New SME loan scheme should stave off administrations, say experts

More help needed, but step in the right direction

New SME loan scheme should stave off administrations, say experts


By Mike Wood

The new government scheme to help SMEs gain access to loans will aid in staving off administrations, according to CreditorWatch.

The plans, announced yesterday, will see a shift away from the JobKeeper model, which is due to expire on 31st March. Instead of directly contributing to businesses, Canberra will now encourage banks to loan to SMEs by backing up all qualifying loans up to 80% of their value.

The scope of businesses that can apply will be enlarged too, with the upper threshold for turnover raised to $250m from $50m and the maximum loan size increased from $1m to $5m. Repayment plans will be extended as well, allowing SMEs more time to pay lenders back.

"JobKeeper was essential in securing millions of jobs during the lockdown period,” said Harley Dale, Chief Economist at CreditorWatch. “However, with the vaccine roll-out underway and the gradual suppression of the virus across Australia, we’re starting to return to normality. The new SME loan scheme is reflective of this transitory period, and is a step in the right direction from the government as the Australian economic returns back to life.”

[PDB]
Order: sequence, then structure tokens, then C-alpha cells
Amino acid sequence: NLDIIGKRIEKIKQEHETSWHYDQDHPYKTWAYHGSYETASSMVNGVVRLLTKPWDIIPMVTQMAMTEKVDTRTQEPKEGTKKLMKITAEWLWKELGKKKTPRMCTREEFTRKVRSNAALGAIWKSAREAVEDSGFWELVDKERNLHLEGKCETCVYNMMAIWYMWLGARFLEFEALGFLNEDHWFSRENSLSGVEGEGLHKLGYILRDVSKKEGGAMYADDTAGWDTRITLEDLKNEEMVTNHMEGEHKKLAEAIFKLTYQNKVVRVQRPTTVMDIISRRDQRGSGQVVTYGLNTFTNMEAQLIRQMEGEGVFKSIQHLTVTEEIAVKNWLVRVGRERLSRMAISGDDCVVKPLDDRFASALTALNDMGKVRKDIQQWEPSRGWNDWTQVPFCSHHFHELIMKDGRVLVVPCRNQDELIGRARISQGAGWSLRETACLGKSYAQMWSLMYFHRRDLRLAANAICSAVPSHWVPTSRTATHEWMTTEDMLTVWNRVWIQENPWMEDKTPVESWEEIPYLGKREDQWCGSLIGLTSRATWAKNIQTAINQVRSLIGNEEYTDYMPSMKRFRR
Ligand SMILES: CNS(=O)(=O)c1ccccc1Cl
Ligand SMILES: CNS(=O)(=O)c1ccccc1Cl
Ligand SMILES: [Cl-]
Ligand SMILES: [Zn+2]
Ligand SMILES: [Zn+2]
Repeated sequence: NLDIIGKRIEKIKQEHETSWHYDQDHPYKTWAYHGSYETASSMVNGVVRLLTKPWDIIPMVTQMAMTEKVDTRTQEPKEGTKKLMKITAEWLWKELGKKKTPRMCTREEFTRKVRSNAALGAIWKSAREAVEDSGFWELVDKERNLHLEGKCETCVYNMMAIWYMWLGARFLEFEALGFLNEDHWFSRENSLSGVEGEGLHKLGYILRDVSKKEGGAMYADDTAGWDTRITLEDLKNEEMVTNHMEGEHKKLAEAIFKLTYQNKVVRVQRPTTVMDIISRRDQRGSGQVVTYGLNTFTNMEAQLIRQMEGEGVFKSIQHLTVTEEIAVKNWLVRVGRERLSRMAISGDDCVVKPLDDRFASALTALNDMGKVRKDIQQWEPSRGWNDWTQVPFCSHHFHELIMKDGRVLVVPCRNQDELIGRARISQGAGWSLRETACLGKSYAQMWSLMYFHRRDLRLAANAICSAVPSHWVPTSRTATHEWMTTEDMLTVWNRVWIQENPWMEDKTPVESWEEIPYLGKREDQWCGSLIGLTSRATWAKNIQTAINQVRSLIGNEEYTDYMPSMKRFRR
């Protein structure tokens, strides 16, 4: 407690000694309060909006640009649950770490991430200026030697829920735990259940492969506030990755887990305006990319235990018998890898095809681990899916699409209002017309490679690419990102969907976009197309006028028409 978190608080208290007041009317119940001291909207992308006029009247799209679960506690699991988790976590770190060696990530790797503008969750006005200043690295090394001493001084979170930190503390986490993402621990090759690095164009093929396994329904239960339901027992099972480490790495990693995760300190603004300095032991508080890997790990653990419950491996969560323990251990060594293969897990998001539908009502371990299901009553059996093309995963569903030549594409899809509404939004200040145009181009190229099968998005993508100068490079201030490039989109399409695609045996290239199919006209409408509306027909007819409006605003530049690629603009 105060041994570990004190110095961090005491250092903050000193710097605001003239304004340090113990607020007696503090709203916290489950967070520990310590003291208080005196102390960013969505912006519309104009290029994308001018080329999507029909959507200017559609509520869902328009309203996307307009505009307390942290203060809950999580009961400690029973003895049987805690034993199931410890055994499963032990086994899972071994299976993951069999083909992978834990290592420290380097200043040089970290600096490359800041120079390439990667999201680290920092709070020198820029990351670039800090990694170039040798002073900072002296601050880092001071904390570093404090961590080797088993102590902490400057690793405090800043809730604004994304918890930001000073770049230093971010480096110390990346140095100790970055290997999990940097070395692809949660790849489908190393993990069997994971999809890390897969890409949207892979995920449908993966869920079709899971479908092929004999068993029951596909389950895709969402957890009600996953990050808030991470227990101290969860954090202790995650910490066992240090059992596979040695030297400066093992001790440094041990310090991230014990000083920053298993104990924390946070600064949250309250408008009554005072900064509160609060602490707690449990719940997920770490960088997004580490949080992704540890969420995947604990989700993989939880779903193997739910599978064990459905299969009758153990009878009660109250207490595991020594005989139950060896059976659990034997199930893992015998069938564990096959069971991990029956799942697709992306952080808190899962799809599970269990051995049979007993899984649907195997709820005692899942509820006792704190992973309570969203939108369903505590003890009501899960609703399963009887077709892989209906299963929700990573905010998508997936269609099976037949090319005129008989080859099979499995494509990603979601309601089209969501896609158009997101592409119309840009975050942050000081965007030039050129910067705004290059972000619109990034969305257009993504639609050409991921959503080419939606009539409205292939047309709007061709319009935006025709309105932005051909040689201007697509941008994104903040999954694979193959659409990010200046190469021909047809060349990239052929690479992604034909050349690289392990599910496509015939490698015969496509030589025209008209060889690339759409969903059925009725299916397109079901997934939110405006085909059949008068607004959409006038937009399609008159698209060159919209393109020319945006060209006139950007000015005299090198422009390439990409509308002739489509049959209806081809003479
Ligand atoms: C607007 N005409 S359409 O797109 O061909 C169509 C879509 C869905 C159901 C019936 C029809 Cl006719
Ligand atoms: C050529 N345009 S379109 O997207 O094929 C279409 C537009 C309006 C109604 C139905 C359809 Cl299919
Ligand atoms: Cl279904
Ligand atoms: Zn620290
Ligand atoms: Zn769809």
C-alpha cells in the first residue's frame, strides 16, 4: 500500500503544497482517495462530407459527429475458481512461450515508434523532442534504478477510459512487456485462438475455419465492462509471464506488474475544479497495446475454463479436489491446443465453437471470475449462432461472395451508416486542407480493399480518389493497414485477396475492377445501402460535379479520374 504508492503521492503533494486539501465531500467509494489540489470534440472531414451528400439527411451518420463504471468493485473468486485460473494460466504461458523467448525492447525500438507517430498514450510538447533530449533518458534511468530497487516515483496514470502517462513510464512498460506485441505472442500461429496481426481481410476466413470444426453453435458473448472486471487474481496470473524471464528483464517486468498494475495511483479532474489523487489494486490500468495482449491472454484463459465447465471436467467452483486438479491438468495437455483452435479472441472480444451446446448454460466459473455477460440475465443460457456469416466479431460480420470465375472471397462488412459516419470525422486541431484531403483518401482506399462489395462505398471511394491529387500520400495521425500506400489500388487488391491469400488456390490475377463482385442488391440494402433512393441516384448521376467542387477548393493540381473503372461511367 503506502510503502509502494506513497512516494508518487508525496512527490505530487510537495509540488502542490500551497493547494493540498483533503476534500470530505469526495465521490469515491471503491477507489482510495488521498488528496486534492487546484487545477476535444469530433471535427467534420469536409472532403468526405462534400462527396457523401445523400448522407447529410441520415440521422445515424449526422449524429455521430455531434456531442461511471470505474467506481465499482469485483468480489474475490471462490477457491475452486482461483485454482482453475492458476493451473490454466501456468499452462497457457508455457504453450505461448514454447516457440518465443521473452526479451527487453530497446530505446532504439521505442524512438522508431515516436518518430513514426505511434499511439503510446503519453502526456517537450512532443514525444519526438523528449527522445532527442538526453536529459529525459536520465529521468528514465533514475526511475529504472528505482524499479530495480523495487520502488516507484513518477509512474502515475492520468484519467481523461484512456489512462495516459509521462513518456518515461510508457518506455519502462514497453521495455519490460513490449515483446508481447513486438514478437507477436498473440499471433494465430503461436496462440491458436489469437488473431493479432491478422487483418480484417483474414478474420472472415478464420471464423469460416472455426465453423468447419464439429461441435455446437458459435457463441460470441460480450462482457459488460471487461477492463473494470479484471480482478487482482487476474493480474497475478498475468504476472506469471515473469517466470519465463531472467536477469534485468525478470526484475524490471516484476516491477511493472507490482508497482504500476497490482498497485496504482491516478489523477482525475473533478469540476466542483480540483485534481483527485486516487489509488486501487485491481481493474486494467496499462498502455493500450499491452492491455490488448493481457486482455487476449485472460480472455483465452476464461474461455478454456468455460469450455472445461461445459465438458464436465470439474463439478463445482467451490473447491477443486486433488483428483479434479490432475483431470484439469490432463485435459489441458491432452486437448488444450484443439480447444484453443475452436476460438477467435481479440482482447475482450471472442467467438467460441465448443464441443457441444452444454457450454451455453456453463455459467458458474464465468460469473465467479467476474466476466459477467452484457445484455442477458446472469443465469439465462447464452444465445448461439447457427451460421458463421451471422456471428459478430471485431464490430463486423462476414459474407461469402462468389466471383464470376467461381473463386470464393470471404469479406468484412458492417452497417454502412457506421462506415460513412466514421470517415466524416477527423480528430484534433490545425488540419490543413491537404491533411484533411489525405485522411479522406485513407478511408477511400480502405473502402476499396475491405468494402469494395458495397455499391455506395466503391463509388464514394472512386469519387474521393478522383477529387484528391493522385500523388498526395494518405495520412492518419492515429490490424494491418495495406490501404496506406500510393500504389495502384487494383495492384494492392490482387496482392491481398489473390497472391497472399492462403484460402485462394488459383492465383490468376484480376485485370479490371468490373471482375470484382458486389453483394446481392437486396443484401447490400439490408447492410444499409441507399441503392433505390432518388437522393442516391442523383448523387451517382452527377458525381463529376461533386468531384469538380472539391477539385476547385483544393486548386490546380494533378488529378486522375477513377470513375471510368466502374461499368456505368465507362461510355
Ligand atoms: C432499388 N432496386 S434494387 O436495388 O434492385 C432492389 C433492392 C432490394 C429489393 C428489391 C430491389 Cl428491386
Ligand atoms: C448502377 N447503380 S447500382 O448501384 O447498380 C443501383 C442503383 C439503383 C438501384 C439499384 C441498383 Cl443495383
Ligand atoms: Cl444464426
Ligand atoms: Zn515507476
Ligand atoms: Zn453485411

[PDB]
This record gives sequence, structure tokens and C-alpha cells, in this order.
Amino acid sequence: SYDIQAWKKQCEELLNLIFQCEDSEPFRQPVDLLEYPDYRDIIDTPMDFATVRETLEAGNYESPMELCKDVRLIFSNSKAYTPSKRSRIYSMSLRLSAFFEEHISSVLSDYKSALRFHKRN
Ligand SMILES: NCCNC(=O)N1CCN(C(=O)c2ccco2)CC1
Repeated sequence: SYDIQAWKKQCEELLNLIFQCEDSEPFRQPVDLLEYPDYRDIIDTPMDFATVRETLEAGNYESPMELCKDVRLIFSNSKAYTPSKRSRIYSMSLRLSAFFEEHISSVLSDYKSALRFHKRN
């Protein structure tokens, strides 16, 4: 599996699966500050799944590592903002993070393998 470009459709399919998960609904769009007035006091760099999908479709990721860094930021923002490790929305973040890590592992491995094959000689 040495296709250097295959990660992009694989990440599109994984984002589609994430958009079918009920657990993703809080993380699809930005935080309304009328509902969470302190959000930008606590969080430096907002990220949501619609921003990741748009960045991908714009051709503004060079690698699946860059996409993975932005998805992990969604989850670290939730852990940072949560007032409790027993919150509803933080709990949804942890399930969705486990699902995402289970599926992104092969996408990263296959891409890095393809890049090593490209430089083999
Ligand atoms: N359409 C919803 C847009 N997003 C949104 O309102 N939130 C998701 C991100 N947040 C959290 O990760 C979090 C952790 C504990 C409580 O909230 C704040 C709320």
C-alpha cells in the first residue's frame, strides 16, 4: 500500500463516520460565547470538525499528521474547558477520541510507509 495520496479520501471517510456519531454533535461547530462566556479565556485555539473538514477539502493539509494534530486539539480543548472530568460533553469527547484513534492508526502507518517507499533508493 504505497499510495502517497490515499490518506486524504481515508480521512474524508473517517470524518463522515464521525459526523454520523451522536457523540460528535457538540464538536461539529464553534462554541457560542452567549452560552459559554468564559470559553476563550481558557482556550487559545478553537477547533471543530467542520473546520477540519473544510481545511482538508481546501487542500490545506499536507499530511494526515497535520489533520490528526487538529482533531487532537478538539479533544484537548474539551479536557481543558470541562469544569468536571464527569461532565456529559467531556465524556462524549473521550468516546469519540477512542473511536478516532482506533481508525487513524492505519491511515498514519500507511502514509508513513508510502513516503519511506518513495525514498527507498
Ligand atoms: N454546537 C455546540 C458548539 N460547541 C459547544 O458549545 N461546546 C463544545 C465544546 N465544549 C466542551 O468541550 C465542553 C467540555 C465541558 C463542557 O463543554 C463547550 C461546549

CreditorWatch, who monitor administrations, think that the scheme will help SMEs to remain solvent during the next 12 months.

"Something rather than nothing was needed for businesses post-JobKeeper and the flow of credit into businesses will likely lead to fewer administrations in the short term,” said Dale. “However, the extension of the scheme is a continuation of the camouflaging effect that JobKeeper caused and there will be some risk that businesses taking advantage of the scheme won’t be commercially viable down the track. For now though, the scheme should provide SMEs with breathing space to adapt and grow their businesses."

"As supply becomes less constrained and demand begins to pick up, the policy will be welcomed with open arms from the business community. Clearly, there are sectors that will continue to struggle regardless of the domestic economy opening up, for reasons beyond their control.”

“For these types of businesses - particularly those in the tourism and hospitality sector - they’d benefit hugely from further targeted assistance, which the government has already hinted at."

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